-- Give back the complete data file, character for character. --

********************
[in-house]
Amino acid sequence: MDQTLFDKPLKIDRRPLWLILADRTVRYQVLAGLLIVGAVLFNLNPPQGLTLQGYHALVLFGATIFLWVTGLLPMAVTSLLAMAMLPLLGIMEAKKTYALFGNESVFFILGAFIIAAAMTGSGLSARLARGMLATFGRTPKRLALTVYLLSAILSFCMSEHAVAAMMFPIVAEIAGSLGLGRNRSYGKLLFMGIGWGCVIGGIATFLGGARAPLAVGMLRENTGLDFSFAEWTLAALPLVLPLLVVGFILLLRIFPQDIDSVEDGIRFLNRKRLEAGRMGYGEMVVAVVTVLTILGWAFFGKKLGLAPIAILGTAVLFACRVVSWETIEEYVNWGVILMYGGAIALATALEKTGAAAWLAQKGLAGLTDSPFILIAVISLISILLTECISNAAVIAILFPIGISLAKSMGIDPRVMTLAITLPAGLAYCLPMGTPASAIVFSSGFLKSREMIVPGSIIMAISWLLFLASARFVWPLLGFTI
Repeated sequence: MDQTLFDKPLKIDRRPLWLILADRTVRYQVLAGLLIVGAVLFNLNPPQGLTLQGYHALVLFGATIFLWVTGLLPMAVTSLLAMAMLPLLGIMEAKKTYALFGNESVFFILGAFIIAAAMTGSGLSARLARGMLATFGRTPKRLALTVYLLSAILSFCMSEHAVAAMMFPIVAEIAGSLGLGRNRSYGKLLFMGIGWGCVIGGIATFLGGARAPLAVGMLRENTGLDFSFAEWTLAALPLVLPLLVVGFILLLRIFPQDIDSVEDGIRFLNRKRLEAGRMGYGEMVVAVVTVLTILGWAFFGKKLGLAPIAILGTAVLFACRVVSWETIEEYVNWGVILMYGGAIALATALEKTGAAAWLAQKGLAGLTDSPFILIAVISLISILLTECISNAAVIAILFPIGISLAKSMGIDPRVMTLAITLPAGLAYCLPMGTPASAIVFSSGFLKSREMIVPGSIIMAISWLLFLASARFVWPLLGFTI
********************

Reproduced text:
[in-house]
Amino acid sequence: MDQTLFDKPLKIDRRPLWLILADRTVRYQVLAGLLIVGAVLFNLNPPQGLTLQGYHALVLFGATIFLWVTGLLPMAVTSLLAMAMLPLLGIMEAKKTYALFGNESVFFILGAFIIAAAMTGSGLSARLARGMLATFGRTPKRLALTVYLLSAILSFCMSEHAVAAMMFPIVAEIAGSLGLGRNRSYGKLLFMGIGWGCVIGGIATFLGGARAPLAVGMLRENTGLDFSFAEWTLAALPLVLPLLVVGFILLLRIFPQDIDSVEDGIRFLNRKRLEAGRMGYGEMVVAVVTVLTILGWAFFGKKLGLAPIAILGTAVLFACRVVSWETIEEYVNWGVILMYGGAIALATALEKTGAAAWLAQKGLAGLTDSPFILIAVISLISILLTECISNAAVIAILFPIGISLAKSMGIDPRVMTLAITLPAGLAYCLPMGTPASAIVFSSGFLKSREMIVPGSIIMAISWLLFLASARFVWPLLGFTI
Repeated sequence: MDQTLFDKPLKIDRRPLWLILADRTVRYQVLAGLLIVGAVLFNLNPPQGLTLQGYHALVLFGATIFLWVTGLLPMAVTSLLAMAMLPLLGIMEAKKTYALFGNESVFFILGAFIIAAAMTGSGLSARLARGMLATFGRTPKRLALTVYLLSAILSFCMSEHAVAAMMFPIVAEIAGSLGLGRNRSYGKLLFMGIGWGCVIGGIATFLGGARAPLAVGMLRENTGLDFSFAEWTLAALPLVLPLLVVGFILLLRIFPQDIDSVEDGIRFLNRKRLEAGRMGYGEMVVAVVTVLTILGWAFFGKKLGLAPIAILGTAVLFACRVVSWETIEEYVNWGVILMYGGAIALATALEKTGAAAWLAQKGLAGLTDSPFILIAVISLISILLTECISNAAVIAILFPIGISLAKSMGIDPRVMTLAITLPAGLAYCLPMGTPASAIVFSSGFLKSREMIVPGSIIMAISWLLFLASARFVWPLLGFTI